[Note: This opinion was revised by the court in v. 274 of Massachusetts Reports. The text below is that of the revised opinion.]
In an action by a corporation upon a contract in writing, it appeared that among the provisions included in a printed form for the contract before its execution was the following: "This contract is not binding unless approved by the President or Treasurer of the" corporation, the plaintiff. At the bottom of the form was printed the word "Approved," followed by the name of the plaintiff and, under the name, the word "by" followed by a blank space. The defendant executed the contract and thereafter the plaintiff's treasurer wrote in his name in the blank space under the plaintiff's name and after the word "by." Held, that the contract was executed by the plaintiff and was approved by its treasurer in writing.
The contract above described also contained a provision, "No verbal conditions made by agents will be recognized. Every condition must be specified on the face of this contract." At the trial, the defendant offered and the judge excluded evidence tending to show that an agent of the plaintiff, as an inducement to the defendant to execute the contract, promised that, although the plaintiff would insert no provision as to cancellation in the contract, the defendant would have the right to cancel the contract at any time that he found it unprofitable on giving thirty days' notice of such cancellation to the plaintiff, that such representation was made with a purpose of defrauding the defendant and that it was not intended by the plaintiff's agent that the representation should be carried out. Held, that the evidence properly was excluded, because by the express provision of the contract the plaintiff was not bound by the representation of the agent.
CONTRACT for $3,315 and interest upon three contracts in writing for the sale by the plaintiff to the defendant of advertising space in electric street cars. Writ dated November 18, 1918.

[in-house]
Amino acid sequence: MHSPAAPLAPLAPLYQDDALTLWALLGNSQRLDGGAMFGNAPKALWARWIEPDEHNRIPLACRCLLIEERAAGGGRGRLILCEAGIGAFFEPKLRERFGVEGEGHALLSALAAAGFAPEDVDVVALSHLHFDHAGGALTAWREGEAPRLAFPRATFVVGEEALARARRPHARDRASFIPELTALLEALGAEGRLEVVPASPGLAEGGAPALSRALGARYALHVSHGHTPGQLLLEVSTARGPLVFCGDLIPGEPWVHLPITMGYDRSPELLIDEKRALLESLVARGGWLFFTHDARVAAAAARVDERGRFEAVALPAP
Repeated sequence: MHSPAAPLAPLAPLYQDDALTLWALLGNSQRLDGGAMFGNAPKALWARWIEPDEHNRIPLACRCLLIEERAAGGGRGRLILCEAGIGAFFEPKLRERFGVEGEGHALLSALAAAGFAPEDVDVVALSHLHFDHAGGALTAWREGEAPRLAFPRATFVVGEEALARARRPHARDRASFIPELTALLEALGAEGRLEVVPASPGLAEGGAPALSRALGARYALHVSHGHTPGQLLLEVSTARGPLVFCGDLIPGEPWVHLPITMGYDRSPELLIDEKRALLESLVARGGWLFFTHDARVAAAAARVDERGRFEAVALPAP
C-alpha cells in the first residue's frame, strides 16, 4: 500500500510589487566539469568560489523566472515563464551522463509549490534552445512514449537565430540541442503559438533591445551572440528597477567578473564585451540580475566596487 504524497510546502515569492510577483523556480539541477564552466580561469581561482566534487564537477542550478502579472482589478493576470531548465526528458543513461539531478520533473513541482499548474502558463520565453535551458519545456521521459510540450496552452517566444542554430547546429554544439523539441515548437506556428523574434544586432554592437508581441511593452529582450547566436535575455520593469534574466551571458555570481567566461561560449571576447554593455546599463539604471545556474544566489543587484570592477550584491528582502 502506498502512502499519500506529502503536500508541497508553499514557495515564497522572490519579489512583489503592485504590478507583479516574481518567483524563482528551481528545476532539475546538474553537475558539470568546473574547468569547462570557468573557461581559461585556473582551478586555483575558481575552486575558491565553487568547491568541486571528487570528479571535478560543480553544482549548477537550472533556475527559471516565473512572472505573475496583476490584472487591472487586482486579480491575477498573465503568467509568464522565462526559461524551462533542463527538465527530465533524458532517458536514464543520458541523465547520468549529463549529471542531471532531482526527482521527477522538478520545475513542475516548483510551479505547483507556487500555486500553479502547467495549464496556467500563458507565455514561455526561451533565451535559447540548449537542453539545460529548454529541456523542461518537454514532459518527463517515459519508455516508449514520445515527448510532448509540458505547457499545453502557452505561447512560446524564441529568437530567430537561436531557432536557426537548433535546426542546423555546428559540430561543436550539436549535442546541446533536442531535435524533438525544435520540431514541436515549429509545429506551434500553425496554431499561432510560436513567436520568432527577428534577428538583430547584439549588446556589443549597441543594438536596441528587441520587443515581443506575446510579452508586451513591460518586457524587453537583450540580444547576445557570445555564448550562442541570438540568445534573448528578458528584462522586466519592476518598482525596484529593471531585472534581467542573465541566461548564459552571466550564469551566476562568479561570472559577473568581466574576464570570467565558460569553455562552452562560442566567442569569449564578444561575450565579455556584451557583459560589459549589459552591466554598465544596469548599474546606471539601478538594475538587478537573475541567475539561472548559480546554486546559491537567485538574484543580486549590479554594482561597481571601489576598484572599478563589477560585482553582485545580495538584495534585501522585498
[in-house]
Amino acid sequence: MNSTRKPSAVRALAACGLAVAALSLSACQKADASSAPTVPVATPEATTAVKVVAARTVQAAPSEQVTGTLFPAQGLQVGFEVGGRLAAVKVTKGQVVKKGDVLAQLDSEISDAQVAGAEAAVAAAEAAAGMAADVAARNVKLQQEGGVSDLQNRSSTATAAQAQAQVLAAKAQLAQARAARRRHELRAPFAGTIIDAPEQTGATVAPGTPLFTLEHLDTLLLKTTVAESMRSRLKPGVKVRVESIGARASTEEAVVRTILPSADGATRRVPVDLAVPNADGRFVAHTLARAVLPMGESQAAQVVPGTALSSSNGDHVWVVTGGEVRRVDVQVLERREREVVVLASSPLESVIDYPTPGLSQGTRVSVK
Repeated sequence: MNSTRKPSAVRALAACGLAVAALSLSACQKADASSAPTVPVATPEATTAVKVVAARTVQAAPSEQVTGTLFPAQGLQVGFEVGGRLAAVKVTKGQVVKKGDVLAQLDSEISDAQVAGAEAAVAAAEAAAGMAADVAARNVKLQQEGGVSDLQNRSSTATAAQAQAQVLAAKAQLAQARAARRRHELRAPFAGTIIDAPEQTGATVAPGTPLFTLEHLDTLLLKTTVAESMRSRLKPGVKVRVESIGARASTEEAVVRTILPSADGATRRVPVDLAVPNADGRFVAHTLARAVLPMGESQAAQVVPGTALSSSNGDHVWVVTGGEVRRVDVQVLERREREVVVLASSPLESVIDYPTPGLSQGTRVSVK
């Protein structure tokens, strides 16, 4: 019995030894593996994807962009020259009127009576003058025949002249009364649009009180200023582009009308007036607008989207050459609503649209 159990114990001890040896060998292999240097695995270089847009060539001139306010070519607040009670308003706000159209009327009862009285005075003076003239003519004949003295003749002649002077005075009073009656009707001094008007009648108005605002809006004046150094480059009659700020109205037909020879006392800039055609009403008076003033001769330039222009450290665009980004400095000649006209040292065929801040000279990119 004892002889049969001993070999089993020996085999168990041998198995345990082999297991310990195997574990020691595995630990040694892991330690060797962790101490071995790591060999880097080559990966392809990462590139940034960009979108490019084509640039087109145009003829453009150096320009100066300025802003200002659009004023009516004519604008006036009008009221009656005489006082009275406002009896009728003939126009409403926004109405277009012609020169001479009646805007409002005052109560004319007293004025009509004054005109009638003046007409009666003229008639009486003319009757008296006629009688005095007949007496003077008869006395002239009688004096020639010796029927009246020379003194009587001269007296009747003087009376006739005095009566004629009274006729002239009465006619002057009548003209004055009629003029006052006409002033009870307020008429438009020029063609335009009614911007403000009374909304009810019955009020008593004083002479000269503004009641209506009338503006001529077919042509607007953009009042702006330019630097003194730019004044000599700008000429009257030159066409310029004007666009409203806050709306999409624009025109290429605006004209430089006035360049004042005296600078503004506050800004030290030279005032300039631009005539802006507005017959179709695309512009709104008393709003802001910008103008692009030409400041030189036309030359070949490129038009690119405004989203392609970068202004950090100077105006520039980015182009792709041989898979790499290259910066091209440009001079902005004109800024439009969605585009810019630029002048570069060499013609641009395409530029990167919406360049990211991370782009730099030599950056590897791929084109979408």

In the Superior Court the case was tried before Raymond, J., upon an agreed statement of facts. It appeared that the contracts were upon printed blanks prepared by the plaintiff and, before signature, had printed at the bottom the words,
"Approved Eastern Advertising Co.
The plaintiff had performed the services required of it by the provisions of the contracts.
Other material facts agreed to by the parties, certain evidence
offered by the defendant and excluded by the judge, and exceptions saved by the defendant are described in the opinion.
The judge ordered a verdict for the plaintiff in the sum of $4,922.74; and at the request of the parties reported the action to this court for determination, judgment to be entered for the plaintiff if his rulings were right, and, otherwise, a new trial to be ordered.
C. P. Curtis, Jr., for the plaintiff.
A. A. Wyman, for the defendant.
CARROLL, J. The plaintiff seeks to recover on three contracts in writing for the sale of advertising space in electric cars. The defendant contends that the contracts were not approved by the plaintiff's president or treasurer, as required by the contracts, and that the defendant was induced to execute them because of an oral promise by the plaintiff's agent "that although the plaintiff would not insert such a clause [a clause providing for the cancellation of the contract] in writing in the contract the defendant would have the right to cancel such contract at any time it found such car advertising unprofitable, on giving thirty (30) days' notice to the plaintiff of such cancellation; "that such representations were made with the purpose of defrauding the defendant, and that it was not intended by the plaintiff's agent to carry out these representations.
The written contracts included all the terms of the understanding and were executed in substantial compliance with their requirements. Each contract contained the following provision: "This contract is not binding unless approved by the President or Treasurer of the Eastern Advertising Company." Two of the contracts were signed "The E. L. Patch Co., by E. L. Patch," and one by "The E. L. Patch Co. . . . by R. R. Patch," and they were "Approved Eastern Advertising Co. By Clinton Elliott, Treas."
Because the contracts were approved in this manner, it cannot be said that they were not approved by the president or treasurer as stipulated in the written agreement. In Clarke v. Fall River, 219 Mass. 580 , 583, the contract was executed in the name of the city by the mayor and bore the indorsement of no other city official or board. The defendant's charter required the approval of the mayor in writing. It was said in the opinion: "It would be